"Let no one receive these narratives of Elia for true records. They are in truth but shadows of fact -- verisimilitudes not verities -- or sitting upon the remote edges and outskirts of history.'"

Cecil goes on to analyze the ways in which Lamb's adoption of Elia allows him to "make use of material drawn from his own experience" without being circumscribed by autobiography. Instead, speaking through this character both exactly like and distinctly unlike himself, Lamb could then, and did, alter the details his own experience; changing names, leaving out some, though by no means all of his unhappiest memories, making better some of what may have been bad, so as to make something new, something amusing and beautiful, not just from the life he'd known, ugly and otherwise, but what he'd come to know about that experience. Being not in the business of writing history, or even of recording the facts of his own autobiography, but rather of writing personal essays and making art, Lamb felt no hesitation about making from his life, something new, or changing, as Cecil says, "for the sake of artistic effect," what was true to what he felt told a larger Truth.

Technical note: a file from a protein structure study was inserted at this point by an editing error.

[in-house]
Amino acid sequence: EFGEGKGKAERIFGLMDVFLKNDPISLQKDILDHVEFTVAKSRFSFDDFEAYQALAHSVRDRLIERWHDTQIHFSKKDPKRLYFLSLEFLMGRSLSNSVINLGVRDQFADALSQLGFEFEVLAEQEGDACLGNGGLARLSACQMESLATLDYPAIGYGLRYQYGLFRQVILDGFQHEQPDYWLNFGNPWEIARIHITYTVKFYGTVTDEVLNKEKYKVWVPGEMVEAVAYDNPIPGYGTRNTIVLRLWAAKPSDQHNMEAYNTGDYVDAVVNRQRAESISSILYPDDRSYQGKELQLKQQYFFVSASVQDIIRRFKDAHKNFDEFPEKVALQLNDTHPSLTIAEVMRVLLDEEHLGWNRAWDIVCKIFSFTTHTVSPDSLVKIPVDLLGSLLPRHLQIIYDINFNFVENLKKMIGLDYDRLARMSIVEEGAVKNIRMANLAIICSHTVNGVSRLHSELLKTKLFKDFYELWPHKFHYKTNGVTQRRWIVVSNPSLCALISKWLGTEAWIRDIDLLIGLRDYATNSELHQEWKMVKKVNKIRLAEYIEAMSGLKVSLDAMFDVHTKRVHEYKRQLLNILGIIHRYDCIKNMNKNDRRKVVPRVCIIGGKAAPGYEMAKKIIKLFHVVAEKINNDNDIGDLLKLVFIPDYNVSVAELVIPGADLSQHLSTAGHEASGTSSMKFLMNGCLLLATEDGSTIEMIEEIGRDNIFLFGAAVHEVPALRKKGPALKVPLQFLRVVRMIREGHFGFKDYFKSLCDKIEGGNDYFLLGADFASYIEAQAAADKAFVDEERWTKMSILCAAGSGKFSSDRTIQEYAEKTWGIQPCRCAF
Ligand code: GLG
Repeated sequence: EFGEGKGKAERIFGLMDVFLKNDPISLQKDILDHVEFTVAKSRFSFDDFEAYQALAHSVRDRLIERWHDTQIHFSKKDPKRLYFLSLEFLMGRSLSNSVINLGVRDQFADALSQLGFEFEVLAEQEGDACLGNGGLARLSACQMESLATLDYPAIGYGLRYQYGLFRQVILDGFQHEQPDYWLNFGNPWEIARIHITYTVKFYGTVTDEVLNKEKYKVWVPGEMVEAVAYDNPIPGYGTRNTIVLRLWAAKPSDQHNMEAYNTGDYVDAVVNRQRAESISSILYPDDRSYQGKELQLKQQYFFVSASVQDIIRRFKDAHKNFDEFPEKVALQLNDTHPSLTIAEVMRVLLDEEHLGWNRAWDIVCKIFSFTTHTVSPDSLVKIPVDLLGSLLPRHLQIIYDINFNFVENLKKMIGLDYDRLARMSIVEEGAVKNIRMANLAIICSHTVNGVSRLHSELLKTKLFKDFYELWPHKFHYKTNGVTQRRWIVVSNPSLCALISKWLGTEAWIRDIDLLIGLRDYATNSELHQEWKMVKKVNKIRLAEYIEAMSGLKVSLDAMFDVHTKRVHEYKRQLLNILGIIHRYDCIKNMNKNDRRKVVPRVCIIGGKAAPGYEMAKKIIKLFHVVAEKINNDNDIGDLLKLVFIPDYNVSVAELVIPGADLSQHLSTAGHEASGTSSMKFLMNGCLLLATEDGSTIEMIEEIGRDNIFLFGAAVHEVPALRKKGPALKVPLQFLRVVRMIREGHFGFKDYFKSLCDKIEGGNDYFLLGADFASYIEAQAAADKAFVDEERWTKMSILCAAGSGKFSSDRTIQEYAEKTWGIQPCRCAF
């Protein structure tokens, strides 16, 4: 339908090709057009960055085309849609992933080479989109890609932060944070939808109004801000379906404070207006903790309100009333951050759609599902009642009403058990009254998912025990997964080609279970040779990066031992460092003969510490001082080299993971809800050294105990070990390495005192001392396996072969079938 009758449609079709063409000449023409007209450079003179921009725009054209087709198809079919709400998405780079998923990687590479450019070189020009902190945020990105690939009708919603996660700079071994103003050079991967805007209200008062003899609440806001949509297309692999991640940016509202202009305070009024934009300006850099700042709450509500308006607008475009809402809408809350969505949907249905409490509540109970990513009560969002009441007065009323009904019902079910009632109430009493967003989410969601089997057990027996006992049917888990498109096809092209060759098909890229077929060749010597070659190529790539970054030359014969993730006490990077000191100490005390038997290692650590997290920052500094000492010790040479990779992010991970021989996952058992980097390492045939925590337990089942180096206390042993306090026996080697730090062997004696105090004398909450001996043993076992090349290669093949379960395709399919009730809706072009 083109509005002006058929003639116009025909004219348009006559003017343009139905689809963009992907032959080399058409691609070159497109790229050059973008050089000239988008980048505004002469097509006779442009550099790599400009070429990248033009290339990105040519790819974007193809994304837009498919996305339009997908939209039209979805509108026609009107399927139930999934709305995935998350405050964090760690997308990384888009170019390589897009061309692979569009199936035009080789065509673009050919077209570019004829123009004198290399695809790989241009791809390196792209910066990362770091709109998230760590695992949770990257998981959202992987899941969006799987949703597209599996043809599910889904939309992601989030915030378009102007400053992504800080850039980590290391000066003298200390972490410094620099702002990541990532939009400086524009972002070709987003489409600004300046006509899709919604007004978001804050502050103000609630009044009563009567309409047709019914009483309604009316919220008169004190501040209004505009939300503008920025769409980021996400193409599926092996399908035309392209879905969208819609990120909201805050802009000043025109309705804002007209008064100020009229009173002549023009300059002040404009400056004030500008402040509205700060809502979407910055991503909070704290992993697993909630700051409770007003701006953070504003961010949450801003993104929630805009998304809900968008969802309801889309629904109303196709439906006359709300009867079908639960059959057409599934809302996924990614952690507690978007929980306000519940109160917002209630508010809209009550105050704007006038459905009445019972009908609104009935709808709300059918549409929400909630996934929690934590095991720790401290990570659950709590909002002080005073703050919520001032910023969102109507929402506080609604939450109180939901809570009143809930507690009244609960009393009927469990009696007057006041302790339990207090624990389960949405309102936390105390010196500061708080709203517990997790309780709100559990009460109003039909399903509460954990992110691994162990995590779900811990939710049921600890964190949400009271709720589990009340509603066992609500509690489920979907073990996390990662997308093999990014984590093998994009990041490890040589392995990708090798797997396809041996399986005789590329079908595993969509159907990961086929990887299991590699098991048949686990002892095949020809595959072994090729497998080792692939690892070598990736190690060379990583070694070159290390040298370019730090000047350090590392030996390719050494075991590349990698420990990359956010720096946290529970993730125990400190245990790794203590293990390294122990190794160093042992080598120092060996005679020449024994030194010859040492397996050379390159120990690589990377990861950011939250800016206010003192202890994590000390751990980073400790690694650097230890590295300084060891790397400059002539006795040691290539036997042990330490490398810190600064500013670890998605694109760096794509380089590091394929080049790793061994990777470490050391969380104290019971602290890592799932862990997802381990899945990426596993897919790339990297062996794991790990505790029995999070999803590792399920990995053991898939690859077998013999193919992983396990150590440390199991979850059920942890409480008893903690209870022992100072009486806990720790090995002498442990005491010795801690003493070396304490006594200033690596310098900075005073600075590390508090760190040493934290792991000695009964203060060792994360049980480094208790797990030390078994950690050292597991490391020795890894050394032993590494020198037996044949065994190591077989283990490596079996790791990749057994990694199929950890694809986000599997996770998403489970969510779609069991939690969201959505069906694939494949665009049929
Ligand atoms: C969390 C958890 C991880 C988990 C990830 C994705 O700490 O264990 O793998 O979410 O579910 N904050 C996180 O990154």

This also from Cecil: "Elia, then, is not the whole and unedited Charles Lamb; but he is Lamb at his most characteristic, and composed of those elements in his personality which particularly distinguish him from other people; and with these heightened and lit up by the light of his creative vision..."

So why then "Elia," and not just "Charles Lamb?"

(I should have thought this was too obvious a thing to require much more explanation, but having been lately much troubled by David Shields' new book, I suppose something more might need be said, even if only by me.)